If the account in Act 1 about Caesar's coronation is plausible, then what does this say about Caesar?

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Susan Woodward eNotes educator| Certified Educator

Caesar was never coronated.  Mark Antony had just won the laurel crown in the footrace at the Feast of Lupercal, and he offered it three times to Julius Caesar.  This was a symbol that Antony believed that Caesar should be crowned king.  Caesar knew the Roman people did not want a monarch after the last one was so horrible... that's why Rome did away with a monarchy.  By refusing to accept a crown, Caesar won favor with the people.  They saw his refusal as a demonstration of how he would not accept absolute power over them, and the Roman people cheered louder each time Caesar refused the crown.  However, Casca (who happens to be the man reporting the details of the event to Cassius and Brutus) believes that Caesar was manipulating the people by refusing the crown.  Casca also remarks that each time Caesar pushed the crown away, in his opinion, Caesar did so more reluctantly.  If we take Casca's words as true, then this shows Caesar to be an ambitious, shrewd manipulator who knows how to play on the crowd's emotions.  Indeed, his behavior in Act III when he states that he will not allow the banished Publius to return to Rome shows that Caesar has accepted that he has absolute power in spite of not being crowned king.  Also, Decius Brutus had been able to lure Caesar to the Senate with the supposed rumor that the people were going to make Caesar their king that day.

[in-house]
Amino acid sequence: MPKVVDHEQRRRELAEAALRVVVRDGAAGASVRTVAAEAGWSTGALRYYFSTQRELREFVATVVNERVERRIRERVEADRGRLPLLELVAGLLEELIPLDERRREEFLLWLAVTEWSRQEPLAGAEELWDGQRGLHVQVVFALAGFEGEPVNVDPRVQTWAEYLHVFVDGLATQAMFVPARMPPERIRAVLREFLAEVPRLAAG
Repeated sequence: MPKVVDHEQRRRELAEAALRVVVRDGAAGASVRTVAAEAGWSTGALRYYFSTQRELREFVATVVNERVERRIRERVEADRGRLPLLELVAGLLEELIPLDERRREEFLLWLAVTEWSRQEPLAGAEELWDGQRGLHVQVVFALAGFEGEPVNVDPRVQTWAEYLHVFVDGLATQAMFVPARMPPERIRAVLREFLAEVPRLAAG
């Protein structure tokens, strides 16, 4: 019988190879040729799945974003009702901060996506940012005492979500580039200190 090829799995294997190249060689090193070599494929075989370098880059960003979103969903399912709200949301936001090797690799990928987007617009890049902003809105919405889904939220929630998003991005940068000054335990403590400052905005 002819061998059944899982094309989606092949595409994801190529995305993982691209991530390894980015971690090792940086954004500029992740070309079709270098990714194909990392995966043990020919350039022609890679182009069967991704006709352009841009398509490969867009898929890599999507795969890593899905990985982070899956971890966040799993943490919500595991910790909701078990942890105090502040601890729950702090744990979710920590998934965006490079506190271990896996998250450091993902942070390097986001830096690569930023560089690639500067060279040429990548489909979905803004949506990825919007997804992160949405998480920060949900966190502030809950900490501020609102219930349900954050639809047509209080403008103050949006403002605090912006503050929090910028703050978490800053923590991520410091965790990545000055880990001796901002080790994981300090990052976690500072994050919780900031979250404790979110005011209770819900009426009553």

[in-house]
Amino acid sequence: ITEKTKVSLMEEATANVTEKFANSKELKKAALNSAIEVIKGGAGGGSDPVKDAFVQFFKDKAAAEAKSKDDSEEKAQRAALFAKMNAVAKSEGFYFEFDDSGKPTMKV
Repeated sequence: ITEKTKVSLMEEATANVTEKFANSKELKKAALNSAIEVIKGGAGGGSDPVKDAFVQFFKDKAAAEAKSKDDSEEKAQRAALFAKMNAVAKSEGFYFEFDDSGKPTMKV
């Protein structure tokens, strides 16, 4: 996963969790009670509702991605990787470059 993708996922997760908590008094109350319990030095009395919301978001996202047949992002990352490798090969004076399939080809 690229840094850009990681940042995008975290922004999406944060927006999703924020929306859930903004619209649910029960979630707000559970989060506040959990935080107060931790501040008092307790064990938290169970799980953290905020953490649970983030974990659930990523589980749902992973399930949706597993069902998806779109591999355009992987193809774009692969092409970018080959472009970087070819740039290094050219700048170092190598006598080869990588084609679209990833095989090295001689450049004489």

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Julius Caesar

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